Court nixes hurt golfer's lawsuit

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Relax, golf duffers. Slices, hooks and worm killers are a "commonly appreciated risk" of the sport, New York's top court said Tuesday in upholding a lower court's dismissal of a Long Island doctor's personal injury lawsuit against a golfing partner.

The Court of Appeals said in a unanimous decision that Dr. Anoop Kapoor was not obligated to yell "fore" when his errant shot hit Dr. Azad Anand in the left eye in 2002.

A phone call seeking comment from Anand's Carle Place attorney, Steven Cohn, was not immediately returned Tuesday.

According to Anand's suit, he suffered retinal detachment and permanent loss of vision in the injured eye. As a result of the injury, Anand's practice was "extraordinarily limited," his suit said.

"A person who chooses to participate in a sport or recreational activity consents to certain risks that are inherent in and arise out of the nature of the sport generally and flow from such participation," the court said in its ruling.

Anand was injured on Kapoor's shot from the rough on Oct. 19, 2002, at a Dix Hills course. The two physicians and a third man had teed off from the first of nine holes, and Kapoor's second shot found the rough, court papers said.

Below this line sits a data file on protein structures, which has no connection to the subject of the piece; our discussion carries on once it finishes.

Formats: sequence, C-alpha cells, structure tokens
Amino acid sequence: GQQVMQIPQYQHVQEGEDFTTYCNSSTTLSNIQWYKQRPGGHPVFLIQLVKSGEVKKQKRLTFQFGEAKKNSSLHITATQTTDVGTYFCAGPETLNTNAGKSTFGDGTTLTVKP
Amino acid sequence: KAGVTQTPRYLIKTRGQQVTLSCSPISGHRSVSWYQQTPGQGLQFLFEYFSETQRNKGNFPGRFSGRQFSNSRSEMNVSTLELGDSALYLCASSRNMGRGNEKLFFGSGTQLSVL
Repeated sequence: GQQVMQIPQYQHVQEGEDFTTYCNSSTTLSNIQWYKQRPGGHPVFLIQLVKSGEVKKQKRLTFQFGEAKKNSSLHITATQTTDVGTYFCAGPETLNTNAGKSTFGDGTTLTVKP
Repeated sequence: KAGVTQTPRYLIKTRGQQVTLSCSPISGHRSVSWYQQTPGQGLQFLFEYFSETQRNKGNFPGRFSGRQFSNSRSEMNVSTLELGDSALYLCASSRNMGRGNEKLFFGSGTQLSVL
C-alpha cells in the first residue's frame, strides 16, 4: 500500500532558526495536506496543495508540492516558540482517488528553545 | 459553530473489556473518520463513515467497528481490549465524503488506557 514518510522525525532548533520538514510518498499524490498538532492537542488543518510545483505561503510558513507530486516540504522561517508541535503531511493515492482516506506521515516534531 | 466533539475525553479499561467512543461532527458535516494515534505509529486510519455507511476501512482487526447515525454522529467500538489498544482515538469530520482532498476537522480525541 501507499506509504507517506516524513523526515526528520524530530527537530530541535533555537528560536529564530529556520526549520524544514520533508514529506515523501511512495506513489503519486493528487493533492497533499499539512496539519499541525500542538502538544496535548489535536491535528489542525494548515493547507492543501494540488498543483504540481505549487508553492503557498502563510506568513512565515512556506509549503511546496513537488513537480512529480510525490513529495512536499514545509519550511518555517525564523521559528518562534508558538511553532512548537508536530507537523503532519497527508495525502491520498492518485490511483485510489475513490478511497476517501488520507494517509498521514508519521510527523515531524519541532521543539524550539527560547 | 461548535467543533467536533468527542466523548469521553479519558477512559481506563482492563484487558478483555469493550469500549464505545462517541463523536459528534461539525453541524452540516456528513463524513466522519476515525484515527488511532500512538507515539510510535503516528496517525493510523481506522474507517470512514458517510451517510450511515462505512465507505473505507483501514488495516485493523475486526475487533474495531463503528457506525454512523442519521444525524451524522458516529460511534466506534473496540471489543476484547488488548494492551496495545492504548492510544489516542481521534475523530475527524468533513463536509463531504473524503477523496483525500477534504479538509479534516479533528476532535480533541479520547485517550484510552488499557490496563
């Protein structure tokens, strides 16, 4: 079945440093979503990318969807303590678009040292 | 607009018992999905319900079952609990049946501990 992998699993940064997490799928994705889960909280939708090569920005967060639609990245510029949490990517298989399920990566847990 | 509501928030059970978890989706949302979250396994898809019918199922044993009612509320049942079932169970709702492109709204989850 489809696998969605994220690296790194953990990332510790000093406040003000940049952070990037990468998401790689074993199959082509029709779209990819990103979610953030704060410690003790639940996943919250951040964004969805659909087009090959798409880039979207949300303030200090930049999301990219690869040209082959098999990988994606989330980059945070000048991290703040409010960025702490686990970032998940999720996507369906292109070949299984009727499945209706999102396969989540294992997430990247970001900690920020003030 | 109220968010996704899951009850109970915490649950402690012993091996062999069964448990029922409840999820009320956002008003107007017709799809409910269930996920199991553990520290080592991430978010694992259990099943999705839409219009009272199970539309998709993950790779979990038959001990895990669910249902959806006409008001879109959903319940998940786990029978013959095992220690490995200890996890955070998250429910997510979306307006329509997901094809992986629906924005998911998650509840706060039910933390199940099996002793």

With Anand and the third man in the fairway, Kapoor's shot veered right, striking Anand.

Anand testified Kapoor never shouted "fore," the traditional warning of a golf shot gone awry. Kapoor said he shouted a warning when he saw where his ball was going; Anand and the third man said they never heard it.

"Kapoor's failure to warn of his intent to strike the ball did not amount to intentional or reckless conduct, and did not unreasonably increase the risks inherent in golf to which Anand consented," the ruling stated.

Anand sued in October 2005 in State Supreme Court in Mineola, but a judge dismissed the case two years later, saying that getting hit by a ball is an inherent risk of the game.

A lower appellate court then upheld the decision last year, saying Kapoor had no duty to give a warning because evidence indicates that Anand "was at so great an angle away from the defendant and the intended line of flight that he was not in the foreseeable danger zone."

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